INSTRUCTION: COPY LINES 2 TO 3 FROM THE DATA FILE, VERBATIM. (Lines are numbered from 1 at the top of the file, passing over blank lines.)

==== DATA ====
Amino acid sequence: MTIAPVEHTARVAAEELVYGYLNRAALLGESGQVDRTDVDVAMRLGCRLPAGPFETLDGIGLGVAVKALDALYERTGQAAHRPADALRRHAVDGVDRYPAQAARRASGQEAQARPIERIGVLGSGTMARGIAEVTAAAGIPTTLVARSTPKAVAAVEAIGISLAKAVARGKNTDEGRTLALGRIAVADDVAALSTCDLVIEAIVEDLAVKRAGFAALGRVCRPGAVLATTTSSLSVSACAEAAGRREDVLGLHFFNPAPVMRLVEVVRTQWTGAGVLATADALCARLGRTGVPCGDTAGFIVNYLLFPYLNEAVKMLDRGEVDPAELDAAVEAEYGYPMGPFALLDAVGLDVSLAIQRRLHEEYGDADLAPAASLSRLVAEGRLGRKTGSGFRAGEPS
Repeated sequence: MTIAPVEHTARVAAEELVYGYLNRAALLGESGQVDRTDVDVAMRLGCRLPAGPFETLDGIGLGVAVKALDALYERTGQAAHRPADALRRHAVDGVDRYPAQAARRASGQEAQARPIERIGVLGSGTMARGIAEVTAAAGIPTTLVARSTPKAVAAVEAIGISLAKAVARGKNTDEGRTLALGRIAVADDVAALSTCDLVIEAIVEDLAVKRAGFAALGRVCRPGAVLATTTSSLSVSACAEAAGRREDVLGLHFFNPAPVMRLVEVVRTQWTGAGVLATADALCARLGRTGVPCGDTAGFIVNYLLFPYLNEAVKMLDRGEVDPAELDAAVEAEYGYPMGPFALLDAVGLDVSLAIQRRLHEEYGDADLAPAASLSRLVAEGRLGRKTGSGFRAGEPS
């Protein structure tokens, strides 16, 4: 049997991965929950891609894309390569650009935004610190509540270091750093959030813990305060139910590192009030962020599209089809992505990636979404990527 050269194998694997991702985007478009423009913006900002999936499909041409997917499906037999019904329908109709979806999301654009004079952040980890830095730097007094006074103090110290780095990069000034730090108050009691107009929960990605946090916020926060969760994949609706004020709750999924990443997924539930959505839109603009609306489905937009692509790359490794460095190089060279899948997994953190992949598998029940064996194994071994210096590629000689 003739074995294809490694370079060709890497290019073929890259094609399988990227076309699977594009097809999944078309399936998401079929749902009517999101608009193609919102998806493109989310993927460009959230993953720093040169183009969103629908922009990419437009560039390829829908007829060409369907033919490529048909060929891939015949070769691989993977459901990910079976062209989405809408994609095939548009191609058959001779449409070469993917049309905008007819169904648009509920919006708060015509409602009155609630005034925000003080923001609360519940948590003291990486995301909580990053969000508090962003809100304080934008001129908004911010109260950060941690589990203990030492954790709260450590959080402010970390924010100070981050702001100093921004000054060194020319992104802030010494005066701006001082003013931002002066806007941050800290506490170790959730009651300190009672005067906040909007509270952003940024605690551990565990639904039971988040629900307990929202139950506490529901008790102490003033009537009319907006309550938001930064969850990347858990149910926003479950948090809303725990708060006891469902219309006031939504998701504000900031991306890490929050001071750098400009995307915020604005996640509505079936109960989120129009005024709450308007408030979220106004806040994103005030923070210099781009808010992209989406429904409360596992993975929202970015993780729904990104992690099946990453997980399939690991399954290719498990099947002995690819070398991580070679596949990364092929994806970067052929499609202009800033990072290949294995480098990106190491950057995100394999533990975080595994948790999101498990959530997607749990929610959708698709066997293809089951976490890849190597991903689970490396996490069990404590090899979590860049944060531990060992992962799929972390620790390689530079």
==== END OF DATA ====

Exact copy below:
Repeated sequence: MTIAPVEHTARVAAEELVYGYLNRAALLGESGQVDRTDVDVAMRLGCRLPAGPFETLDGIGLGVAVKALDALYERTGQAAHRPADALRRHAVDGVDRYPAQAARRASGQEAQARPIERIGVLGSGTMARGIAEVTAAAGIPTTLVARSTPKAVAAVEAIGISLAKAVARGKNTDEGRTLALGRIAVADDVAALSTCDLVIEAIVEDLAVKRAGFAALGRVCRPGAVLATTTSSLSVSACAEAAGRREDVLGLHFFNPAPVMRLVEVVRTQWTGAGVLATADALCARLGRTGVPCGDTAGFIVNYLLFPYLNEAVKMLDRGEVDPAELDAAVEAEYGYPMGPFALLDAVGLDVSLAIQRRLHEEYGDADLAPAASLSRLVAEGRLGRKTGSGFRAGEPS
């Protein structure tokens, strides 16, 4: 049997991965929950891609894309390569650009935004610190509540270091750093959030813990305060139910590192009030962020599209089809992505990636979404990527 050269194998694997991702985007478009423009913006900002999936499909041409997917499906037999019904329908109709979806999301654009004079952040980890830095730097007094006074103090110290780095990069000034730090108050009691107009929960990605946090916020926060969760994949609706004020709750999924990443997924539930959505839109603009609306489905937009692509790359490794460095190089060279899948997994953190992949598998029940064996194994071994210096590629000689 003739074995294809490694370079060709890497290019073929890259094609399988990227076309699977594009097809999944078309399936998401079929749902009517999101608009193609919102998806493109989310993927460009959230993953720093040169183009969103629908922009990419437009560039390829829908007829060409369907033919490529048909060929891939015949070769691989993977459901990910079976062209989405809408994609095939548009191609058959001779449409070469993917049309905008007819169904648009509920919006708060015509409602009155609630005034925000003080923001609360519940948590003291990486995301909580990053969000508090962003809100304080934008001129908004911010109260950060941690589990203990030492954790709260450590959080402010970390924010100070981050702001100093921004000054060194020319992104802030010494005066701006001082003013931002002066806007941050800290506490170790959730009651300190009672005067906040909007509270952003940024605690551990565990639904039971988040629900307990929202139950506490529901008790102490003033009537009319907006309550938001930064969850990347858990149910926003479950948090809303725990708060006891469902219309006031939504998701504000900031991306890490929050001071750098400009995307915020604005996640509505079936109960989120129009005024709450308007408030979220106004806040994103005030923070210099781009808010992209989406429904409360596992993975929202970015993780729904990104992690099946990453997980399939690991399954290719498990099947002995690819070398991580070679596949990364092929994806970067052929499609202009800033990072290949294995480098990106190491950057995100394999533990975080595994948790999101498990959530997607749990929610959708698709066997293809089951976490890849190597991903689970490396996490069990404590090899979590860049944060531990060992992962799929972390620790390689530079």